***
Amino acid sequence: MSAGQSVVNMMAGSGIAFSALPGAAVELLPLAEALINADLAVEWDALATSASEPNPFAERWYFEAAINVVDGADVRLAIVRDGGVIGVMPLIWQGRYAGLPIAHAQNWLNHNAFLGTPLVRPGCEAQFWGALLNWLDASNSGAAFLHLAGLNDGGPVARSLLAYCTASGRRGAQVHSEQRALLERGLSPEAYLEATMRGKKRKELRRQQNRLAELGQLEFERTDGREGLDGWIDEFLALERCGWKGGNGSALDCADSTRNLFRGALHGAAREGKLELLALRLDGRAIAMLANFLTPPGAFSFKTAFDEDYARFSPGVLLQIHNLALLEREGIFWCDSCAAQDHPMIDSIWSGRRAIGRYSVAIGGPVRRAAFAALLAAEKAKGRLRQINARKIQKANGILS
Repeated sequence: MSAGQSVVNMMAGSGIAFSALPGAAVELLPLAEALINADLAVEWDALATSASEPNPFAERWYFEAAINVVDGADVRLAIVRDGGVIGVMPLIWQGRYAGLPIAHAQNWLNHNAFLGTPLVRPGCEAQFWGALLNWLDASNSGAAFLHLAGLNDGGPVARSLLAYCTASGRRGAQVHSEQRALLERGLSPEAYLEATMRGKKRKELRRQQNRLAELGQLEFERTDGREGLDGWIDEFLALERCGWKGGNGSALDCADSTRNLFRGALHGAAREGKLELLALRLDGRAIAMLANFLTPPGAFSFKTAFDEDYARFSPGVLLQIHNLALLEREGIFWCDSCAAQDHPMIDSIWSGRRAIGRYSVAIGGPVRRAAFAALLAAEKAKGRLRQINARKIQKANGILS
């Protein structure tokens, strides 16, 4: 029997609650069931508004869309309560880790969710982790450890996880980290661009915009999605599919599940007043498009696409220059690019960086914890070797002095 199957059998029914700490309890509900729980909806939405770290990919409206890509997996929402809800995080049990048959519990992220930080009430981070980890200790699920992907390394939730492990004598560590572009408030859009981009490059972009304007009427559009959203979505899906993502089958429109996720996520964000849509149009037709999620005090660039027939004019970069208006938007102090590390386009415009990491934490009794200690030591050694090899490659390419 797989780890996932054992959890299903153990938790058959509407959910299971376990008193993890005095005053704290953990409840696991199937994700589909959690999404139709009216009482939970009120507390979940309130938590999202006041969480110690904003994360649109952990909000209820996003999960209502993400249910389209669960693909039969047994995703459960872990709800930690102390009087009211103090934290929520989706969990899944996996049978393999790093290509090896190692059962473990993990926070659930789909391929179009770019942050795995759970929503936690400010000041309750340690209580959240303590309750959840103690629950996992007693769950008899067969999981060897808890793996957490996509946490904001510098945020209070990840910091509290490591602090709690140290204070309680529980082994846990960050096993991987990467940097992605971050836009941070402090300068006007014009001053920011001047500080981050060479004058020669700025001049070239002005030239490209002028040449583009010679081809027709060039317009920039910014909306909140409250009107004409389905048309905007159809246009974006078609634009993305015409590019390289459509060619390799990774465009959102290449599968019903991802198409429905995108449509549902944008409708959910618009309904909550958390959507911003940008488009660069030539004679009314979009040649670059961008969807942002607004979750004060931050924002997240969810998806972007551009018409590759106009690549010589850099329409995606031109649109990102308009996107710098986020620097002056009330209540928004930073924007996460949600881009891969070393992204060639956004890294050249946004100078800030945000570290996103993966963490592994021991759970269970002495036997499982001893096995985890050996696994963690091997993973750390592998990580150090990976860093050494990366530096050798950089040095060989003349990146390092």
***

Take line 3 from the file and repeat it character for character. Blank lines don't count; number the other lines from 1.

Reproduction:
């Protein structure tokens, strides 16, 4: 029997609650069931508004869309309560880790969710982790450890996880980290661009915009999605599919599940007043498009696409220059690019960086914890070797002095 199957059998029914700490309890509900729980909806939405770290990919409206890509997996929402809800995080049990048959519990992220930080009430981070980890200790699920992907390394939730492990004598560590572009408030859009981009490059972009304007009427559009959203979505899906993502089958429109996720996520964000849509149009037709999620005090660039027939004019970069208006938007102090590390386009415009990491934490009794200690030591050694090899490659390419 797989780890996932054992959890299903153990938790058959509407959910299971376990008193993890005095005053704290953990409840696991199937994700589909959690999404139709009216009482939970009120507390979940309130938590999202006041969480110690904003994360649109952990909000209820996003999960209502993400249910389209669960693909039969047994995703459960872990709800930690102390009087009211103090934290929520989706969990899944996996049978393999790093290509090896190692059962473990993990926070659930789909391929179009770019942050795995759970929503936690400010000041309750340690209580959240303590309750959840103690629950996992007693769950008899067969999981060897808890793996957490996509946490904001510098945020209070990840910091509290490591602090709690140290204070309680529980082994846990960050096993991987990467940097992605971050836009941070402090300068006007014009001053920011001047500080981050060479004058020669700025001049070239002005030239490209002028040449583009010679081809027709060039317009920039910014909306909140409250009107004409389905048309905007159809246009974006078609634009993305015409590019390289459509060619390799990774465009959102290449599968019903991802198409429905995108449509549902944008409708959910618009309904909550958390959507911003940008488009660069030539004679009314979009040649670059961008969807942002607004979750004060931050924002997240969810998806972007551009018409590759106009690549010589850099329409995606031109649109990102308009996107710098986020620097002056009330209540928004930073924007996460949600881009891969070393992204060639956004890294050249946004100078800030945000570290996103993966963490592994021991759970269970002495036997499982001893096995985890050996696994963690091997993973750390592998990580150090990976860093050494990366530096050798950089040095060989003349990146390092």